After a long period of absence from the site I'm back with a lot of work done on custom embedded appliances and Linux custom live CD creation. This is the first article of an hopefully good series of topics related to custom CD/USB creation, but before entering into too much details on it I'd like to answer a common question about this: “why do you go there ?”
Here is the short version:
I'd like to have a minimal system without too much software dependencies
It has to be really small and run on tailored devices with memory and CPU constraints
It's not a desktop system, software and general requirements don't change, no additional software installation is needed after initial startup
Startup configuration and installation has to be quick (no user interaction)
I'm a geek and I tend to revert/control everything I've around me
Because it's fun and it's nice to learn something
Here's the long version:
I'd like to learn more from a live CD/USB creation
I'd like to have a small footprint installation
this appliance has to run without external user interaction, no administration needed or available for it; it has to be reliable and survive to: power losses, HD malfunction, general HW failures, bad usage or tough environment temperatures, holy bible plagues, …
the appliance has to be replaceable quickly, something like a swap with an identical device. Linux OS “boot media” has to be exchangeable and easily upgradeable by a common user without IT skills
It has to run completely on RAM (ram disk and configuration), if something goes wrong I'd like to “fix” my problems with just a reboot (restore factory defaults)
No video/console available, this device has: a power cable, an ethernet cable
low spec CPU power needed, I just need to run few apps on it (Samba and few more), I don't need 1000 cores for basic things
Because it's fun and it's nice to learn something
So you're may wondering about what kind of task I'd like to achieve, it's pretty simple: an home server NAS with just few custom constraints, here are:
Has to run from RAM (disk+memory) as previously reported, I don't want to configure or modify my needs too quickly (after first installation)
It has to be cheap, at least until I don't get enough money for a custom made ARM device, for the entire project I've spent 80$ / 60€
I pay my electricity bill so it has to adsorb less watts as possible (a pentium class device is not my choice for a 24/7 machine)
It has to have enough CPU power to sustain few CPU intensive jobs (asterisk, P2P programs, online UPnP video/audio decoding and streaming, samba), I've used MIPS/ARM devices for this particular task but even if they're more appealing when you talk about power usage you've few troubles with CPU intensive tasks (UPnP, video/audio streaming or torrent for example)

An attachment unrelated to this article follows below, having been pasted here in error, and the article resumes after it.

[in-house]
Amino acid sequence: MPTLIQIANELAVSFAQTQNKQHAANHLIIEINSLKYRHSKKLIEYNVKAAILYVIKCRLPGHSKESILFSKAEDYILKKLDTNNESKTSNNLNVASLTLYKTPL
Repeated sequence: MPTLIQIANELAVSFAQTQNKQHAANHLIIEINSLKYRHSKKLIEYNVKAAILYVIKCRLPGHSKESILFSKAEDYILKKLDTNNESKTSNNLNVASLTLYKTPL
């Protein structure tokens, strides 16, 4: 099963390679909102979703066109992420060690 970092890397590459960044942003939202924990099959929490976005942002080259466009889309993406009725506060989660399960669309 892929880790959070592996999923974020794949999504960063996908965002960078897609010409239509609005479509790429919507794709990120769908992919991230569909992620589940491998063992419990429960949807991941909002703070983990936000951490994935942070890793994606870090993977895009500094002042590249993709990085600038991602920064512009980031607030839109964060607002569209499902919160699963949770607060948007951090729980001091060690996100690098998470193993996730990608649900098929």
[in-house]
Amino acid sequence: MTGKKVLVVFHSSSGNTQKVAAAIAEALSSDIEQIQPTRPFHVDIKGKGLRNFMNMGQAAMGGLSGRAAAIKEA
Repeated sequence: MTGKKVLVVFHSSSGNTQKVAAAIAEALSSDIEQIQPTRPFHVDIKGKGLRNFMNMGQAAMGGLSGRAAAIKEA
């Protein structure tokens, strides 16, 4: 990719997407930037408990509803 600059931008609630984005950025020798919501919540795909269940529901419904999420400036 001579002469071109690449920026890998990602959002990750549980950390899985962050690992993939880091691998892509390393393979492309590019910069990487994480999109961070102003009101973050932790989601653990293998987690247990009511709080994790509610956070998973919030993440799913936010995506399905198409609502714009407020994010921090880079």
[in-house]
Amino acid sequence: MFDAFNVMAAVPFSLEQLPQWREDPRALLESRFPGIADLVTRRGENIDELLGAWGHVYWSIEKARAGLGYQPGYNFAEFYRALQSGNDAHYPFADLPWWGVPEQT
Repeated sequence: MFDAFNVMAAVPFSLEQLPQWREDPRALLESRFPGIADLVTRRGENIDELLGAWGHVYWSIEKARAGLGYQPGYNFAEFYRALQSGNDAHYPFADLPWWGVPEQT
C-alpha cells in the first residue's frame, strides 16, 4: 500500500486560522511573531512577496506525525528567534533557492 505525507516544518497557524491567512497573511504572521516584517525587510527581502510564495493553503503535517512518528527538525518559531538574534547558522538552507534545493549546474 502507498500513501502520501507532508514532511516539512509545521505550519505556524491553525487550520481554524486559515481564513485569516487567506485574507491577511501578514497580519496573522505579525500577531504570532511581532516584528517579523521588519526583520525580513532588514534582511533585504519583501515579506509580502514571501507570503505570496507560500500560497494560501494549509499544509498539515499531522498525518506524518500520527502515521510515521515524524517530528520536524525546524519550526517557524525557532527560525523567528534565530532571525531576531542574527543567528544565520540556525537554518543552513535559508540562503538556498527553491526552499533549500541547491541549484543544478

I need USB ports
Hardware may fail, heat and dust are big problems, I'd like to have a machine without moving parts, I don't want to use an HD for the Linux installation, I don't want to have a fan over the CPU or the power supply, I'd like to rely on removable media so if there's something wrong I may move my installation to a similar machine
Linux root system resides in an USB stick, it has to be read only and load the system on boot. USB sticks have an “infinite life” (a sort of) if you use them as read only devices, they're even cheap and easily replaceable for an average user without IT skills
If you've an HW failure you may recover everything with just these swap parts: a standard ATX power supply, a similar mobo+cpu, a cheap usb stick
Linux installation in just 100Mb or maybe something more, I've a lot of 128Mb usb sticks to waste so I've cut my distro to stay around 100Mb
I'd like to attach an external USB drive with my own media (photo, films, music, …), this media is just read from “home clients” (read: media stations connected to TVs), sometimes someone (me) uploads contents on it or does entire backups of it
It has to be expandable easily: adding a web cam, a sound card, an Internet audio/video streaming with icecast should be possible without too much troubles
It has to be close to x86 architecture to be cheap, believe me: I'm an embedded specialist and I'd like to stay with ARM/MIPS devices when they're available, I like to deal with toolchains and cross compile installations but my device has to be really cheap, it's hard to beat the price I've mentioned
I don't wanna waste too much time on it, it has to be ready as soon as possible
It's not just a NAS, it's an “home server”, I've web apps, Internet audio/video streams, files, UPnP (and more...) on it, I've used a lot of NAS-like distro but I'd like to have something more
For this particular project I've chosen to use an ATOM CPU: single board, single core, desktop, no particular peripherals (I only need the USB bus and the ethernet card), no frills and damn cheap. There are plenty of them available everywhere, I've just chosen the cheaper one with USB ports and 1 Ethernet, overall cost: 80$ (you may find something cheaper across 50-60$)